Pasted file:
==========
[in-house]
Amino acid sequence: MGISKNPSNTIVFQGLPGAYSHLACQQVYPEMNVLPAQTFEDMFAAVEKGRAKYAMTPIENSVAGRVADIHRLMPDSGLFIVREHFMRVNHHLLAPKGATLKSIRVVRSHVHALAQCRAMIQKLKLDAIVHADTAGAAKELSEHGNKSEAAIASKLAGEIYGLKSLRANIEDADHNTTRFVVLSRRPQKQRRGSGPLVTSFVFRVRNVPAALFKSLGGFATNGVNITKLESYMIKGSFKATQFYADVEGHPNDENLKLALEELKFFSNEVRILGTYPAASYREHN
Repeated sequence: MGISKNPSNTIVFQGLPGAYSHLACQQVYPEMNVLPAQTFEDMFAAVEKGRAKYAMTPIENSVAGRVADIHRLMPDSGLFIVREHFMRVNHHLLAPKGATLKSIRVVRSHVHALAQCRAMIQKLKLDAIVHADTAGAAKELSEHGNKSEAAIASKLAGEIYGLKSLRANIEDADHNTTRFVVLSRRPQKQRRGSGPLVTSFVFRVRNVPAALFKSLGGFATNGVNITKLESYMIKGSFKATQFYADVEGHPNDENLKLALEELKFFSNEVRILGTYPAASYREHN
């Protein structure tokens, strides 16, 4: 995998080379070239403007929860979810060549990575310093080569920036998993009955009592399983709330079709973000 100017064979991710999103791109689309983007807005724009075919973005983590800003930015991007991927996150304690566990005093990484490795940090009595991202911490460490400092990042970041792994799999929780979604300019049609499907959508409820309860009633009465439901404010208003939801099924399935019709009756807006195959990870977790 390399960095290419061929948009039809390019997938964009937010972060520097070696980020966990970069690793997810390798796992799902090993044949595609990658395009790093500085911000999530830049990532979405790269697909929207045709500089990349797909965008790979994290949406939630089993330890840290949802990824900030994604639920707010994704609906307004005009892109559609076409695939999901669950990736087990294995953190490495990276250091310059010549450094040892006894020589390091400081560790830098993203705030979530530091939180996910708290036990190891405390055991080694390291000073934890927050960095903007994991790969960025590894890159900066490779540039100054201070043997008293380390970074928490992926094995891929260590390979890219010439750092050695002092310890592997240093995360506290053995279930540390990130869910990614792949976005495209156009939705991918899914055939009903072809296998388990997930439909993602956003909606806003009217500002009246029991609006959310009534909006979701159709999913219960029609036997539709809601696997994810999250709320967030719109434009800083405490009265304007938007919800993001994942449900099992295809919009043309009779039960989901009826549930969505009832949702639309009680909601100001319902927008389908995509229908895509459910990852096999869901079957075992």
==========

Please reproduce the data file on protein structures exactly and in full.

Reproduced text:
[in-house]
Amino acid sequence: MGISKNPSNTIVFQGLPGAYSHLACQQVYPEMNVLPAQTFEDMFAAVEKGRAKYAMTPIENSVAGRVADIHRLMPDSGLFIVREHFMRVNHHLLAPKGATLKSIRVVRSHVHALAQCRAMIQKLKLDAIVHADTAGAAKELSEHGNKSEAAIASKLAGEIYGLKSLRANIEDADHNTTRFVVLSRRPQKQRRGSGPLVTSFVFRVRNVPAALFKSLGGFATNGVNITKLESYMIKGSFKATQFYADVEGHPNDENLKLALEELKFFSNEVRILGTYPAASYREHN
Repeated sequence: MGISKNPSNTIVFQGLPGAYSHLACQQVYPEMNVLPAQTFEDMFAAVEKGRAKYAMTPIENSVAGRVADIHRLMPDSGLFIVREHFMRVNHHLLAPKGATLKSIRVVRSHVHALAQCRAMIQKLKLDAIVHADTAGAAKELSEHGNKSEAAIASKLAGEIYGLKSLRANIEDADHNTTRFVVLSRRPQKQRRGSGPLVTSFVFRVRNVPAALFKSLGGFATNGVNITKLESYMIKGSFKATQFYADVEGHPNDENLKLALEELKFFSNEVRILGTYPAASYREHN
């Protein structure tokens, strides 16, 4: 995998080379070239403007929860979810060549990575310093080569920036998993009955009592399983709330079709973000 100017064979991710999103791109689309983007807005724009075919973005983590800003930015991007991927996150304690566990005093990484490795940090009595991202911490460490400092990042970041792994799999929780979604300019049609499907959508409820309860009633009465439901404010208003939801099924399935019709009756807006195959990870977790 390399960095290419061929948009039809390019997938964009937010972060520097070696980020966990970069690793997810390798796992799902090993044949595609990658395009790093500085911000999530830049990532979405790269697909929207045709500089990349797909965008790979994290949406939630089993330890840290949802990824900030994604639920707010994704609906307004005009892109559609076409695939999901669950990736087990294995953190490495990276250091310059010549450094040892006894020589390091400081560790830098993203705030979530530091939180996910708290036990190891405390055991080694390291000073934890927050960095903007994991790969960025590894890159900066490779540039100054201070043997008293380390970074928490992926094995891929260590390979890219010439750092050695002092310890592997240093995360506290053995279930540390990130869910990614792949976005495209156009939705991918899914055939009903072809296998388990997930439909993602956003909606806003009217500002009246029991609006959310009534909006979701159709999913219960029609036997539709809601696997994810999250709320967030719109434009800083405490009265304007938007919800993001994942449900099992295809919009043309009779039960989901009826549930969505009832949702639309009680909601100001319902927008389908995509229908895509459910990852096999869901079957075992």